Shredder

Well-known member
@Shredder you're lucky to have the space to accommodate another two production presses - I'm sure I'm not the only one on here envying your available space! However on your other current thread, you mention your volume is only 100k clicks per annum... which begs the question why you need more presses when you've already got a big beast in the C6100. Particularly since you've suggested redundancy is not an issue. You seem to already have more than enough rig for the gig, so to speak.

There was a point I wanted 2 presses one color and one bw. Mostly due to PPC costs. I am a self published author and want to hand out my books free to people interested in them. My volumes can increase really high due to that (one of my key books is 450 pages 6x9). 100k prints will only print ~200 books (we were keeping 1000 books on hand). I have scaled it back last couple years but would like to restart that project. It's a side personal project and nothing to do with my main business. Printing costs is much higher than the paper costs. I am trying to analyze if there is a way to reduce unnecessary overhead.
 

prepmaster

Well-known member
I've been lucky with my Konica c1060... Bought it in 2014 and now have 7 million clicks on it... Kept the service contract for just one year and I've been doing my own maintenance since... I have a local tech who is well versed in the machine and comes by when it's something i cannot handle... Last year i only spent 1500 on labor to call the tech. I buy all my parts and supplies from Discount Copier... Other than the usual replacement items I've only had to replace the fuser with a new one and rebuilt the old one to keep as a spare, same with the transfer belt assembly, one for 12x18 the other for 13x19....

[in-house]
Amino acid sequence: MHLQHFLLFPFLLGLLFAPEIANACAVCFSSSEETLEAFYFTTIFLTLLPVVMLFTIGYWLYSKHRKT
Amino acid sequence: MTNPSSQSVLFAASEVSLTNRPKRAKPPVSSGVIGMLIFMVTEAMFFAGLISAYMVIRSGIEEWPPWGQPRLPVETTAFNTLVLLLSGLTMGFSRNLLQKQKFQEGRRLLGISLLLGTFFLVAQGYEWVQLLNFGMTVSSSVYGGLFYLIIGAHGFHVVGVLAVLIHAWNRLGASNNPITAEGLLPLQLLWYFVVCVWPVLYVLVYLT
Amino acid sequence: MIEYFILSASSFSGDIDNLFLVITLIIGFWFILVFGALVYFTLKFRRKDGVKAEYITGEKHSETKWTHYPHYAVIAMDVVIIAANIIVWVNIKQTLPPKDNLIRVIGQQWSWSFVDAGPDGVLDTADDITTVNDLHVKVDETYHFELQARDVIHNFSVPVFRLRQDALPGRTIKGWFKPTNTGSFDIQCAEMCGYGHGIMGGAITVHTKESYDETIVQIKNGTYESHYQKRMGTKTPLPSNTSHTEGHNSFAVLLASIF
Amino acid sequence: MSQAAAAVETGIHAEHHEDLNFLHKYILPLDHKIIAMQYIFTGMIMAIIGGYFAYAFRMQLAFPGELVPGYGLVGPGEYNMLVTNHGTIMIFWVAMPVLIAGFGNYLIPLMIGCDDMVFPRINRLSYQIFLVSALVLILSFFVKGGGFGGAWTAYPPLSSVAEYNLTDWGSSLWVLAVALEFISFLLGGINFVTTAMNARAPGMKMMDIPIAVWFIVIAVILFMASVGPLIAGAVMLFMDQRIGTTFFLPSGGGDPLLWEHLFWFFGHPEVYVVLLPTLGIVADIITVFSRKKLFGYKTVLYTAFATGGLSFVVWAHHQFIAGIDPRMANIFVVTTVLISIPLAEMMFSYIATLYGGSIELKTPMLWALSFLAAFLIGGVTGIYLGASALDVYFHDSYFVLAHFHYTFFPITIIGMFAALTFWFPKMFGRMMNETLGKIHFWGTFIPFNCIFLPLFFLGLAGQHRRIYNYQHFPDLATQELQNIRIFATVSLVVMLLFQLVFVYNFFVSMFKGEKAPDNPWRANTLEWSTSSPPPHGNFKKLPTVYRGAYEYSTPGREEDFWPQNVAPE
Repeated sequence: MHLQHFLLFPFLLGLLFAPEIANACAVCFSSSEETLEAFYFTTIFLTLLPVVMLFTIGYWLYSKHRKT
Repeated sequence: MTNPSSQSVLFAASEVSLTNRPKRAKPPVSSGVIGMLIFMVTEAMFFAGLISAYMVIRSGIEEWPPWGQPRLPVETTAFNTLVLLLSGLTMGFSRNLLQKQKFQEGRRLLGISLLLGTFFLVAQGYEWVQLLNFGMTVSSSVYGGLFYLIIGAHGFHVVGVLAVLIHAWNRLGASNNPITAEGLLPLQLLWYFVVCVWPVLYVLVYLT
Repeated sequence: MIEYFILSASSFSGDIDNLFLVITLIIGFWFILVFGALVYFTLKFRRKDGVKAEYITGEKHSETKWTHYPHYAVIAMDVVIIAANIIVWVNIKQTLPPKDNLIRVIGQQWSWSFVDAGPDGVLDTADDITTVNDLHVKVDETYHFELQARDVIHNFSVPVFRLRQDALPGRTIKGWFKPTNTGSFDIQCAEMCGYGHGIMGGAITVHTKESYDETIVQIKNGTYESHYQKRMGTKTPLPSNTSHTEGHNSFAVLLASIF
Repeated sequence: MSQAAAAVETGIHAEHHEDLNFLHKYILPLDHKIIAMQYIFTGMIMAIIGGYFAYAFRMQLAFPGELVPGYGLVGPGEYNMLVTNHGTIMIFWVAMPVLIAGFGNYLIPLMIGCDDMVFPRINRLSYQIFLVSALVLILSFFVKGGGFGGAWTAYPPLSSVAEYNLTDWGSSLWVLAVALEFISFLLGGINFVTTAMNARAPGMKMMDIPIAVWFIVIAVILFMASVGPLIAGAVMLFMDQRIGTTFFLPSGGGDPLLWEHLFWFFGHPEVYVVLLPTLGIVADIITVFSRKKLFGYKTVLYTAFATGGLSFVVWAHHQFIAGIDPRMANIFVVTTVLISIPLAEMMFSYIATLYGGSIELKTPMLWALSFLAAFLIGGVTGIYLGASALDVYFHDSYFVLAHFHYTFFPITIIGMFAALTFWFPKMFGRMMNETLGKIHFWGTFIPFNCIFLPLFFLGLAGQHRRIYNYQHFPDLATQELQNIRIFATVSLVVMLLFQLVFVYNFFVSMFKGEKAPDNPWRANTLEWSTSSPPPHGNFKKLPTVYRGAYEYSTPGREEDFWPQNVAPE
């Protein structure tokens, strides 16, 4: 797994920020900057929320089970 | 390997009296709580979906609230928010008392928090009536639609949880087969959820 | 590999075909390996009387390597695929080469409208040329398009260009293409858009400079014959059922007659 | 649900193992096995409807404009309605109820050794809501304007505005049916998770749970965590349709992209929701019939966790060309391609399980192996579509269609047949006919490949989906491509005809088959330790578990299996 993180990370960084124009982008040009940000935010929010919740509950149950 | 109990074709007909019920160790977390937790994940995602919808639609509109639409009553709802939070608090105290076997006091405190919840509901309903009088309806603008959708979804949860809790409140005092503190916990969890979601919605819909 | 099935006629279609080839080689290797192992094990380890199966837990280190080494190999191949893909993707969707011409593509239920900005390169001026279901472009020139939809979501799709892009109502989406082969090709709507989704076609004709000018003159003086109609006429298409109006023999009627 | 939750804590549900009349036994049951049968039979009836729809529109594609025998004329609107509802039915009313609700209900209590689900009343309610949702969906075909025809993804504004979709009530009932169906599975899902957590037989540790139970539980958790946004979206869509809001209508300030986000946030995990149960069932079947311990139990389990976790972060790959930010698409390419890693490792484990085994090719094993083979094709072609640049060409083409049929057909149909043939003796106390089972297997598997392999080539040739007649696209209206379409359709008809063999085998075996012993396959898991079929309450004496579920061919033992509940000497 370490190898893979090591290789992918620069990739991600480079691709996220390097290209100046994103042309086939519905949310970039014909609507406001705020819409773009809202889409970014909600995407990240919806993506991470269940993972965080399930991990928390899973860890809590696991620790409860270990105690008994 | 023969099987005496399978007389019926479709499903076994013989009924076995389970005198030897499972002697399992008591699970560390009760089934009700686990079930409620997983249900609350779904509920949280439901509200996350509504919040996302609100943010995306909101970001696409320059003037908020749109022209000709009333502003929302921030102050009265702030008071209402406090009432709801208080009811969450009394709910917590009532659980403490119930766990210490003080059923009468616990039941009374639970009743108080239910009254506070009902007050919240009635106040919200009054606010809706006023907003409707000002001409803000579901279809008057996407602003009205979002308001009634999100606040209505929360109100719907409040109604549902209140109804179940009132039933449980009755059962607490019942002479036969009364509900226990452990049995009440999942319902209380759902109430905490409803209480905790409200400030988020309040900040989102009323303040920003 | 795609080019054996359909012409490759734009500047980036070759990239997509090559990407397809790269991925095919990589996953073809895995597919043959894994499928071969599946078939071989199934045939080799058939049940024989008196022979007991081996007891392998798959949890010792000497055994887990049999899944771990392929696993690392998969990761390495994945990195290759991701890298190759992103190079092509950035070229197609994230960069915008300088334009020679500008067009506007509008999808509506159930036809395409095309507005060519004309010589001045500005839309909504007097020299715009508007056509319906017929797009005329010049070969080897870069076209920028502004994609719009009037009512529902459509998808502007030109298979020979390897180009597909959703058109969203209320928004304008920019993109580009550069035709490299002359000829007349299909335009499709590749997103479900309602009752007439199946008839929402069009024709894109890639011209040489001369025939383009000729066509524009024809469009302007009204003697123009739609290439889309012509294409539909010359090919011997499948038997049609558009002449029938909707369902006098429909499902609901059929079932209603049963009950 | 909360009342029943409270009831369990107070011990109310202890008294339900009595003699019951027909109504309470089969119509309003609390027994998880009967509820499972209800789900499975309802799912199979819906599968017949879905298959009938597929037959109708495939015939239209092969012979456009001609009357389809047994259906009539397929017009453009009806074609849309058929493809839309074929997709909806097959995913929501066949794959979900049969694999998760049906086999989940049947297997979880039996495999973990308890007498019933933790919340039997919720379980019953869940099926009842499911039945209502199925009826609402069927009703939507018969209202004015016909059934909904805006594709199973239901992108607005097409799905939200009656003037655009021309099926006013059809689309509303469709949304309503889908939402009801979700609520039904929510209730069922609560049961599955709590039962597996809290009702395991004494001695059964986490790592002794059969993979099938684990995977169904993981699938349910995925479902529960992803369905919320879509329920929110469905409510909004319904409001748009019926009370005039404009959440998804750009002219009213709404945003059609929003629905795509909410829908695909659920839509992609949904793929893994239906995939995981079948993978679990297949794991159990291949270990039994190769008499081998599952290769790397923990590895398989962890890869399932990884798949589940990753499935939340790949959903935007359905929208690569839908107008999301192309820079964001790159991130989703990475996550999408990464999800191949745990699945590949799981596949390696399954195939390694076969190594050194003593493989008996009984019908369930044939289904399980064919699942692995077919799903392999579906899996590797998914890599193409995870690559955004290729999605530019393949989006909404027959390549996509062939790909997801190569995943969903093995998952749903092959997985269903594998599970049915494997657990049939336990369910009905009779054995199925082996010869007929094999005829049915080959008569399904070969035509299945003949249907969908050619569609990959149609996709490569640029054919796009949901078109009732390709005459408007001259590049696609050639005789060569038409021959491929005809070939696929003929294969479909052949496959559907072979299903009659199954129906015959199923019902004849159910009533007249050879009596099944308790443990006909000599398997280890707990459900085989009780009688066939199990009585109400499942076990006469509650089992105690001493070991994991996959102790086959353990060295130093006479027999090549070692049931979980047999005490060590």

Craig

Well-known member
"My expectation from digital printing manufacturers is that they are designing super reliable equipment that requires minimal maintenance and is rock solid."
That's funny right there. I had a KM1250 that left with 30million that saw service about once a month. I now have a KM6136 that sees every bit the same. I have a Xerox 1000i that sees service about once a quarter.

That statement quoted is farther from anything I have ever heard in the last 26 years by anyone other than a salesmonkey!
 

azehnali

Well-known member
I've been lucky with my Konica c1060... Bought it in 2014 and now have 7 million clicks on it... Kept the service contract for just one year and I've been doing my own maintenance since... I have a local tech who is well versed in the machine and comes by when it's something i cannot handle... Last year i only spent 1500 on labor to call the tech. I buy all my parts and supplies from Discount Copier... Other than the usual replacement items I've only had to replace the fuser with a new one and rebuilt the old one to keep as a spare, same with the transfer belt assembly, one for 12x18 the other for 13x19....
what dont you add up all your costs and your labor at $25 an hour and see what your per copy cost is
 

Shredder

Well-known member